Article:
CoatingsPro Magazine

NOV 2017

CoatingsPro offers an in-depth look at coatings based on case studies, successful business operation, new products, industry news, and the safe and profitable use of coatings and equipment.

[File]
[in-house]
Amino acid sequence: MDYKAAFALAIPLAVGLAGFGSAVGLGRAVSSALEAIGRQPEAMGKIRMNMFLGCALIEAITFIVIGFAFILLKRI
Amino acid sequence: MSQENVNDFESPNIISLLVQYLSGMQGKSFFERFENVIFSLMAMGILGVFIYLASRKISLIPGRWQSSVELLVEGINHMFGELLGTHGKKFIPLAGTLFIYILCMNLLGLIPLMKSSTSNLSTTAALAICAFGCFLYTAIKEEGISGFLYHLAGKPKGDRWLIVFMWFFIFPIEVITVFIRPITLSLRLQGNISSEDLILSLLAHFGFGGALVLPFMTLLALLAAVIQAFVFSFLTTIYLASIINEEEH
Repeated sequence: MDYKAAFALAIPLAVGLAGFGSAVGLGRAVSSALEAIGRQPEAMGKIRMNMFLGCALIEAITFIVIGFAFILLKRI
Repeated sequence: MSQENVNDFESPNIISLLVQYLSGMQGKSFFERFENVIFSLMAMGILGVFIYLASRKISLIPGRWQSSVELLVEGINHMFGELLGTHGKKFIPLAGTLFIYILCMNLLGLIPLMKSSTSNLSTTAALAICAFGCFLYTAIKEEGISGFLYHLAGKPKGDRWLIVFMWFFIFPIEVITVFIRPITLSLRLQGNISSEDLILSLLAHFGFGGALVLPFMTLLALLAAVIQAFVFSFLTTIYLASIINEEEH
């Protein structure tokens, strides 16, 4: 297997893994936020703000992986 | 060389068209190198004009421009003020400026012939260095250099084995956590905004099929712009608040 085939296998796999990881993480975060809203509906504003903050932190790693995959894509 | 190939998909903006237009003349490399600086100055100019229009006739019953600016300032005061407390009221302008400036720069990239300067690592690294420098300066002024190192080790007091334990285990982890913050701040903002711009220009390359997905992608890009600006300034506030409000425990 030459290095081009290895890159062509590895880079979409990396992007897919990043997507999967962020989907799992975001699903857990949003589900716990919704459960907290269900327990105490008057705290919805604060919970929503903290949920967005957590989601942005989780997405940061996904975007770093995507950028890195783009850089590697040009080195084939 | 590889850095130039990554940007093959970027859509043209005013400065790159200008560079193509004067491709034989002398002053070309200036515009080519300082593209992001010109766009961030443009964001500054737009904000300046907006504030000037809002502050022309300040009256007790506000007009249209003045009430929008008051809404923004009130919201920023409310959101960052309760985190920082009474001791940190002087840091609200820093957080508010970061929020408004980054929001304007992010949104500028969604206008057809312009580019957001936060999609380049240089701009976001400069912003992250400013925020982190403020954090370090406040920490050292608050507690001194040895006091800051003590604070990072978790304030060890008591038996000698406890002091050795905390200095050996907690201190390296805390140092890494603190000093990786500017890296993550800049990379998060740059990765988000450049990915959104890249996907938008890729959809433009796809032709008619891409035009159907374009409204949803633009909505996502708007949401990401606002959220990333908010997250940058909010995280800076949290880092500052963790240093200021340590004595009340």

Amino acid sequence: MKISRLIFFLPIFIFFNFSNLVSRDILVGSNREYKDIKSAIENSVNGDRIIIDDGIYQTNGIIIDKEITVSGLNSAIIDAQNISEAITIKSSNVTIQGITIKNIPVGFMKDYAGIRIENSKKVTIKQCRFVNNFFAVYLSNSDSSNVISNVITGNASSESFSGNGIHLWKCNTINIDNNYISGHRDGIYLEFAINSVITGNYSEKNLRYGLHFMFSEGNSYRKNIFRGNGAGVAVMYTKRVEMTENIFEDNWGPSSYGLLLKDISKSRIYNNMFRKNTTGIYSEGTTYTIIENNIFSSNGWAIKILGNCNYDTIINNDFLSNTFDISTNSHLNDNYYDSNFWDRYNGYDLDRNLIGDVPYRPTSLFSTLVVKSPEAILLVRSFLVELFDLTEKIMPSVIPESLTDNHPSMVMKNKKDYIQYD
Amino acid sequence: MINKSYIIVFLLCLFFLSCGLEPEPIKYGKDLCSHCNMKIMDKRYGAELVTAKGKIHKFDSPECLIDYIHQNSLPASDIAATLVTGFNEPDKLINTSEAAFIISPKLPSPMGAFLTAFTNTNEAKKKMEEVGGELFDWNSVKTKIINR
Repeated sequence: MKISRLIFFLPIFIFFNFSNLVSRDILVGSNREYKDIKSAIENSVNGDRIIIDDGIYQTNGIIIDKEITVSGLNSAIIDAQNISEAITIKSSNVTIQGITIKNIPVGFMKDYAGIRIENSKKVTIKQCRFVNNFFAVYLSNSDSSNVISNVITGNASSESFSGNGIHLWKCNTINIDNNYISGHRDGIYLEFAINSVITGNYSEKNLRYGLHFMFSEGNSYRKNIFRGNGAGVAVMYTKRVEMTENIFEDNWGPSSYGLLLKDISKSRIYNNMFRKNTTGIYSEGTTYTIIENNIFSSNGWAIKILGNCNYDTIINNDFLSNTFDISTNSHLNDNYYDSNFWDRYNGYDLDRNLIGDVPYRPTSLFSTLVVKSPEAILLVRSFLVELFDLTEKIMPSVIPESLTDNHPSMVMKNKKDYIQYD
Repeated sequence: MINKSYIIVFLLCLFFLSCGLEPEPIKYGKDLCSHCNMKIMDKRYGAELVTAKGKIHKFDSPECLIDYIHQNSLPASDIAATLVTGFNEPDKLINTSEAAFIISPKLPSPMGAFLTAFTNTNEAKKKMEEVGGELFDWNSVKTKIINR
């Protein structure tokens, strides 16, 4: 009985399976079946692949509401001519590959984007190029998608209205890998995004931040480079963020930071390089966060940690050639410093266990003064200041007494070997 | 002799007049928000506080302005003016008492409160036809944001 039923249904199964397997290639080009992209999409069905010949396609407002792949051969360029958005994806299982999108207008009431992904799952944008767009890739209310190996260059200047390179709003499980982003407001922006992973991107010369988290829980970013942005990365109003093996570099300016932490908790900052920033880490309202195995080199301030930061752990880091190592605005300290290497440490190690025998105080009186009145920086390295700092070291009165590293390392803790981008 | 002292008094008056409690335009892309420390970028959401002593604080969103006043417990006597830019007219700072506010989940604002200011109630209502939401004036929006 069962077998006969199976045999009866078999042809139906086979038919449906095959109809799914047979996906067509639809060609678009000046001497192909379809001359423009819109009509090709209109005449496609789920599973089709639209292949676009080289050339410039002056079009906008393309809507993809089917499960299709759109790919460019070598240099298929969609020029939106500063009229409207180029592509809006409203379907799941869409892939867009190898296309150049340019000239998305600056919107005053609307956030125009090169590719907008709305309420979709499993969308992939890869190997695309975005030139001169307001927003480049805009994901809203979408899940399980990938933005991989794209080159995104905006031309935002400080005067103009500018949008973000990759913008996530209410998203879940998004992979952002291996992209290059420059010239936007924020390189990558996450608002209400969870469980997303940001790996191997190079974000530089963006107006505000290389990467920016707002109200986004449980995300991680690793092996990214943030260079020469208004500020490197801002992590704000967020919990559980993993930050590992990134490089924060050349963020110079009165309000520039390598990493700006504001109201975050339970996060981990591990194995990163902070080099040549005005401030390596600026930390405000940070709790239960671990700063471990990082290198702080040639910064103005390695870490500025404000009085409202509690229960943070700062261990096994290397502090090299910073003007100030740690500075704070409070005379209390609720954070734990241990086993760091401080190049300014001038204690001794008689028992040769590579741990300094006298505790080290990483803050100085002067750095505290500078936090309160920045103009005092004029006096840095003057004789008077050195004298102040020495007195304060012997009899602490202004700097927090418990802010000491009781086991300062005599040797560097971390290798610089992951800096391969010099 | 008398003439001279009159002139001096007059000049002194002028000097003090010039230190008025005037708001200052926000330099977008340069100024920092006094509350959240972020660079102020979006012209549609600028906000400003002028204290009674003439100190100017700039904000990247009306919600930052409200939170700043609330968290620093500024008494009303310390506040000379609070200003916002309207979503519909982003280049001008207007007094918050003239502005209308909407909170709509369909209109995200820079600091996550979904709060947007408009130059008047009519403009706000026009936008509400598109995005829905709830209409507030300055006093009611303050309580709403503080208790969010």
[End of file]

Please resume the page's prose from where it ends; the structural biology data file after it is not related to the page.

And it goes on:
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COATINGSPRO NOVEMBER 2017 25 major area of risk, too. Give it a try. Include a relevant story about a time you or someone you know was hurt at home. Or ask how a safety practice, such as wearing personal protective equipment (PPE), might apply when doing work around the house. You could even outline a few safe driving tips that you gave to your teenager when he or she first got behind the wheel. Mentioning good driving behavior in any context will raise awareness among your workers. Motivation starts at home. Every adult thinks he or she is safe enough already. But ask these adults about their family — their kids in particular — and they' ll say there's no such thing as "safe enough." Workers will participate more if they understand that safety skills can be taught to their kids…once the workers learn them first. 10. Be Positive Too many toolbox talks feel like a chore. At best they can be boring, and at worst they can come across as scolding workers. W ho wants to pay attention to that? It can be hard to stay positive when you're frustrated by poor safety performance. But avoiding negativ- ity w ill make a huge difference in how your talks are received. T here's no simple trick or tidbit of advice for this one. Instead, it requires a change in how you perceive injuries and incidents. Nobody tries to get hurt. Ever ybody wants to go home healthy and injur y-free. But we all have a different level of personal awareness and safety skills. People have different learning abilities, too — not ever y- one is able to internalize and retain a safety lesson in the same way. Getting mad at workers won't change their behavior in the future because they hadn't set out to get hurt in the first place. You can't scare or intimidate anyone into being safer. A positive, encouraging approach to toolbox talks can foster stronger safety skills, better awareness, and more engagement with the company's safety culture. ere's no easy road to positivity. It starts one interaction at a time. It can be challenging to achieve and maintain a positive attitude in the face of workplace incidents, but the benefits are worth it. If you don't look forward to toolbox talks, then nobody else will either. Stay as positive and upbeat as possible, and focus on preventing future injuries rather than scolding workers for past incidents. If you care, so will they. Keep Improving! A good toolbox talk can lead to safer behavior, fewer broken rules, and more attention paid to human factors that increase the risk of injury. But even the best toolbox talk can only remind workers of things they already know. You would never try to teach someone how to use a forklift in a 10-minute toolbox talk, and you shouldn't limit your discus- sion of human factors to brief safety meetings either. Never stop improving your talks. Keep an eye out for new material, new ideas, and new things. T here are tons of tweaks you can make — and the better you get, the safer your employ- ees w ill be. Want to see the other 5 toolbox talk tips? Check out www.coatingspro- Here's to delivering your best toolbox talk yet! CP Andrew Faulkner is t he communicat ions and content manager at SafeStar t. He produces safet y and t ra ining resources for safet y profes- siona ls, inc lud ing g u ides on PPE compl iance and prevent ing sl ips, t r ips, and fa l ls in t he work place, and he w r ites about t he intersect ion of t rad i- t iona l safet y compl iance measures and human factors. For more infor mat ion, contact: SafeStar t, w w w.safestar Editor's note: e original version of this article appeared online at Coating Thickness Material Analysis Microhardness Material Testing

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